12:15—This is the craziest part. At the DMV, tests are graded by hand. Literally, someone grabs a pile of the tests, retreats to a desk and goes through the answers. It’s the dumbest thing I’ve ever seen, and it results in, oh, 40 of us standing in a small area, grumbling under our breaths.



12:55—Text the wife, tell her I won’t be able to pick up our son at 1:50 when school lets out. Her response: Fuck.

1 o’clock—I’m not sure if I’m alone in this, but there’s a game I play when I’m waiting in a long line and my mind is melting and I’m losing all sanity. It’s called PICK THE THREE WOMEN IN THIS ROOM I’D MOST LIKELY FOOL AROUND WITH. This dates back to, I believe, high school, and is both juvenile and sad. That said, I pick the blonde woman with the nice sweater, the brunette in the leggings and a woman who, at one point, says to someone in Spanish that she enjoys soap operas and corn. I think.


1:30—Guy standing in front of me likes talking to people. But he seems annoying. Turns to me and says, “So, you planning on watching the big game?” I don’t love where this is going? “The big game?” I reply. He looks as if my head has walked off my shoulders and into a sauna. “The Super Bowl!” he says. I shrug. “Nah. Don’t watch that stuff.”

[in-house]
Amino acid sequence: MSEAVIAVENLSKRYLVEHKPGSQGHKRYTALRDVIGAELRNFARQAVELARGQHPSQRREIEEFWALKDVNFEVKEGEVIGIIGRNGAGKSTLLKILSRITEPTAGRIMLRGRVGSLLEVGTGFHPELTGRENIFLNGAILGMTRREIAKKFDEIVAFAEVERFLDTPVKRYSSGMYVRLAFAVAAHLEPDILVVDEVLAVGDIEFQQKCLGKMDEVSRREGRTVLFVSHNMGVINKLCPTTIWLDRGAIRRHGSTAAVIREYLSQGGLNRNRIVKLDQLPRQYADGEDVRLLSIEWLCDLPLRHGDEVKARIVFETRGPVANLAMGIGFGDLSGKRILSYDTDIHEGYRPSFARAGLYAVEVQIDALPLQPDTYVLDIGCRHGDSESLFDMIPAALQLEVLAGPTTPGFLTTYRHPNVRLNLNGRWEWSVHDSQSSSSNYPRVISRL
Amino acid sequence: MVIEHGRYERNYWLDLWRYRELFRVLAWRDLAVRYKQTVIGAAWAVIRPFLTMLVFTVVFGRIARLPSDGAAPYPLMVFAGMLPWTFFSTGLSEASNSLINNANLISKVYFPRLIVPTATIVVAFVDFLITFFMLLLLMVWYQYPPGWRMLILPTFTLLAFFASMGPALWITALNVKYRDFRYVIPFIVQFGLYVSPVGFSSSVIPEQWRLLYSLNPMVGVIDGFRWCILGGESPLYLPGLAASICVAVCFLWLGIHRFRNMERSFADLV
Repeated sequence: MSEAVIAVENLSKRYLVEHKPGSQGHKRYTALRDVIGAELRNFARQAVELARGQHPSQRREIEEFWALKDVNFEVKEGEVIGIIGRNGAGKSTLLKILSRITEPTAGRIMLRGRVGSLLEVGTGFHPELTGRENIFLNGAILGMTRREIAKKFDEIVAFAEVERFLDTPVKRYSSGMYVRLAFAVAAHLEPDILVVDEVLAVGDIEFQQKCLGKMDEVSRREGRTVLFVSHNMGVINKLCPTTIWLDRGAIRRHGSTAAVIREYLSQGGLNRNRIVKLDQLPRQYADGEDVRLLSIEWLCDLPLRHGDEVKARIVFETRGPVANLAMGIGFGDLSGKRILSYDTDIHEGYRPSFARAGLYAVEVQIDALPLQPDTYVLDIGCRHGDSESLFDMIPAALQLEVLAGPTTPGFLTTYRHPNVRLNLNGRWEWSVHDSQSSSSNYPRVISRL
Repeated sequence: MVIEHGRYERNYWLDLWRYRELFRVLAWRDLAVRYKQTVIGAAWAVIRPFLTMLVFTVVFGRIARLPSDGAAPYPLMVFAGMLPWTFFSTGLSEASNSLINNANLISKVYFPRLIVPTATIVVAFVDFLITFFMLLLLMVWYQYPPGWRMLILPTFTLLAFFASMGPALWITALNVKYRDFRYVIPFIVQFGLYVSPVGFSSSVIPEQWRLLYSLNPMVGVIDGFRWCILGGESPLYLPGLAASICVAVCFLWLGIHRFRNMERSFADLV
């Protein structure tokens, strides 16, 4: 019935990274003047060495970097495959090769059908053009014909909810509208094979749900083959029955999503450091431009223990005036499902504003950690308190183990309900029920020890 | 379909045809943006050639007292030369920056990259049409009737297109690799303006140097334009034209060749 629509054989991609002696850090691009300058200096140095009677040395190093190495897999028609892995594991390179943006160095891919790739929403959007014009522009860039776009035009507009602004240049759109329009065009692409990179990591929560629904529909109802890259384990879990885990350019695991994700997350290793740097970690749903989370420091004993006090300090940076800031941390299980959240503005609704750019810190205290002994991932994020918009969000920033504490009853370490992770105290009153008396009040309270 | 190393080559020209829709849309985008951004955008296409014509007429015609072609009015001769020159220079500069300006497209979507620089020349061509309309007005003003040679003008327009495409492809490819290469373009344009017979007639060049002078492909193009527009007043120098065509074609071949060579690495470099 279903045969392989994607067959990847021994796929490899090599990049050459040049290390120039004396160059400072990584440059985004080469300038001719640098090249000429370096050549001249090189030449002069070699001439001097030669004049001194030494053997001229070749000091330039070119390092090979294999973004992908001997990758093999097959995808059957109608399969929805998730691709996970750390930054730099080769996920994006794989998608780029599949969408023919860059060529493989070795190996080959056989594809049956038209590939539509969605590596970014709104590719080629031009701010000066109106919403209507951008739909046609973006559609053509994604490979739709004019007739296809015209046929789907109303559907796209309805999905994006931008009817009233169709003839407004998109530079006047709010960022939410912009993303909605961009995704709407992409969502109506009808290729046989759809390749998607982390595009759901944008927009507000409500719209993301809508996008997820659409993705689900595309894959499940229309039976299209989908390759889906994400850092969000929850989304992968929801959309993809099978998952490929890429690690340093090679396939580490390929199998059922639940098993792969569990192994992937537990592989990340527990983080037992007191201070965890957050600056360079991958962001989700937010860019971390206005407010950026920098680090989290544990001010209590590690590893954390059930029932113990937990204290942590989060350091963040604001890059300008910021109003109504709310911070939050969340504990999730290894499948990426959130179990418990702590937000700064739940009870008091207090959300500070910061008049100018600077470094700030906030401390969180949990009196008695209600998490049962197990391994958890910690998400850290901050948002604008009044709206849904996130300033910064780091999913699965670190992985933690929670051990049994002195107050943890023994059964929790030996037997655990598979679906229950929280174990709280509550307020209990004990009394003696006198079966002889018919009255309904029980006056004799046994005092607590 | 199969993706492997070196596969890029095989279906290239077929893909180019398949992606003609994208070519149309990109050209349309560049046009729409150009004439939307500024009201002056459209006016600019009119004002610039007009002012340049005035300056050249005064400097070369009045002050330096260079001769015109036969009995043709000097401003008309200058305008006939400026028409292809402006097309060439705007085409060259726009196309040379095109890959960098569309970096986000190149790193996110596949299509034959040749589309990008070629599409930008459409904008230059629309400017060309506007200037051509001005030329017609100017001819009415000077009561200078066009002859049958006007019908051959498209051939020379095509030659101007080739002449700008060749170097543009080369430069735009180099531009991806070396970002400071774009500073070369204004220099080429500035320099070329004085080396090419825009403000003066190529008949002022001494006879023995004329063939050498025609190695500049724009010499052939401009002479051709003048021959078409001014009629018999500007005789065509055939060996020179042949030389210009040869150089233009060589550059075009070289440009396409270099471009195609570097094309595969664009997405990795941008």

1:40—Easily the greatest moment of the afternoon. I’m standing next to two women, and we’re all waiting for our test results. The one woman—50, blond, not on the list—starts going over the test questions, wondering if the kids can be locked in the car if a window’s down. The other woman—20s, brunette, not on the list—rightly believes that’s a no-no, but counters with a U-turn debate. I chime in, when suddenly the Mormon elder turns toward us and sternly notes, “There are people taking the test, and they can HEAR you!”

At this moment, three possible replies cross my mind:

A. “Bitch, I will go Garry Templeton on your spindly Mormon Whitey Herzog ass.”

B. “How can you be an elder when you’re 12?”

C. “OK.”

I love A. I mean, I r-e-a-l-l-y love A. But Elder almost certainly wouldn’t get the reference—nor would 98 percent of the other people in the room. So I just nod and slide to the side.

Screen Shot 2015-01-29 at 11.08.04 PM1:50—”Mr. Pearlman! Mr. Pearlman!” I’m being called to the front! I’m being called to the front! I rush forward, where I’m greeted by a lovely Asian woman with big cheeks and a pretty smile. “Congratulations,” she says. “You passed. Now can I see your old license?”